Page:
According to the The Wall Street Journal, the survey took place in November of last year, with results being presented last week at a conference in Buenos Aires. A total of 53,888 respondents indicated that they were Wikipedia contributors, but only 6,814 of them were women.
The research also showed that women are less likely to read articles as well, with 31% of women and 69% of men reading entries, but not writing or editing them.
The linked WSJ article reports: “Among the reasons for not contributing, many respondents cited time constraints, satisfaction with just reading entries or simply not knowing how to edit the pages. One quarter, however, said theyâ€™re afraid of making a mistake â€œand getting â€˜in troubleâ€™ for it.â€ As I have noted before, many entries on feminism have been written or edited by people who are actively hostile toward feminists, but they prevail because they seem to have a lot of free time and the few feminists who challenge their actions experience a lot of targeted hostility. Thanks to Wikipedia, the Google search generated public face of feminism is contrived by misogynists.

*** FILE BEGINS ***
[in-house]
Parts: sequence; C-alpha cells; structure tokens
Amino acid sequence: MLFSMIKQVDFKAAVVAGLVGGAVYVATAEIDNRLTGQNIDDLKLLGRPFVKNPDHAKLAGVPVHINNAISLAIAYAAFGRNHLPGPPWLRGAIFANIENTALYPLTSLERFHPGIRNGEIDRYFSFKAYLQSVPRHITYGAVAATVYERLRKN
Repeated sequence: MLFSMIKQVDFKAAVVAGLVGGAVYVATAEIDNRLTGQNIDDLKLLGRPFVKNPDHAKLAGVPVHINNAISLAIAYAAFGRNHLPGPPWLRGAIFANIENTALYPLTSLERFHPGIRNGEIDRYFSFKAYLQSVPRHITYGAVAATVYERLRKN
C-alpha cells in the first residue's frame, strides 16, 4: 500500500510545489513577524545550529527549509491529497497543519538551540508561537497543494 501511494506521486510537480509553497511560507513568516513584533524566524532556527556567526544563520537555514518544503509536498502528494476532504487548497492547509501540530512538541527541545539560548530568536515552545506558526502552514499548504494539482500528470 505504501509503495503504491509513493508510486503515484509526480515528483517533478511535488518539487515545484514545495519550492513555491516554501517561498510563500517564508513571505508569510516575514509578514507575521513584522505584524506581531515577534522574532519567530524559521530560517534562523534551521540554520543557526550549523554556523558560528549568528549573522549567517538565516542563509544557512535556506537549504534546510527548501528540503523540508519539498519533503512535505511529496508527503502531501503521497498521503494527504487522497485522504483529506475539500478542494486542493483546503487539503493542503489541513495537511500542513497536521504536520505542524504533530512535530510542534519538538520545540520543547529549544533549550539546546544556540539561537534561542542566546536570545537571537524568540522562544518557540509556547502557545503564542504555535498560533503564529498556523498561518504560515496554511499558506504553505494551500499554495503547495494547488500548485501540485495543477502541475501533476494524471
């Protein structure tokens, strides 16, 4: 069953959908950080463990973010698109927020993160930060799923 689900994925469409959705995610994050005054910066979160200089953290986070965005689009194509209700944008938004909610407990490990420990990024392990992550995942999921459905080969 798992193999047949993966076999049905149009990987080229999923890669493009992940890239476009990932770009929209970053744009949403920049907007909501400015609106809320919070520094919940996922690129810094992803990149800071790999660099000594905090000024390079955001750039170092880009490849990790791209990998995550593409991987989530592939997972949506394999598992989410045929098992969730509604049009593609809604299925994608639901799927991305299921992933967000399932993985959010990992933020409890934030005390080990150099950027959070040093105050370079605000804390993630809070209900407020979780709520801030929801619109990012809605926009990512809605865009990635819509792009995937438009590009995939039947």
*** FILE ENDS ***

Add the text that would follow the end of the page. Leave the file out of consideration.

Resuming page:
And even seeming innocuous information can be controversial in wikiworld. I thought about editing the entry for Siva Vaidhyanathan, because he is important and special to me as a friend as well as a scholar, but take a look at the editing discussion associated with his entry – it’s an argument about whether his sports fandom is relevant to his biography. I think it is, but don’t have any interest in arguing about it. Siva gets no say in the matter, which seems ridiculous to me because he is in the best position to decide how important sports are to his public persona.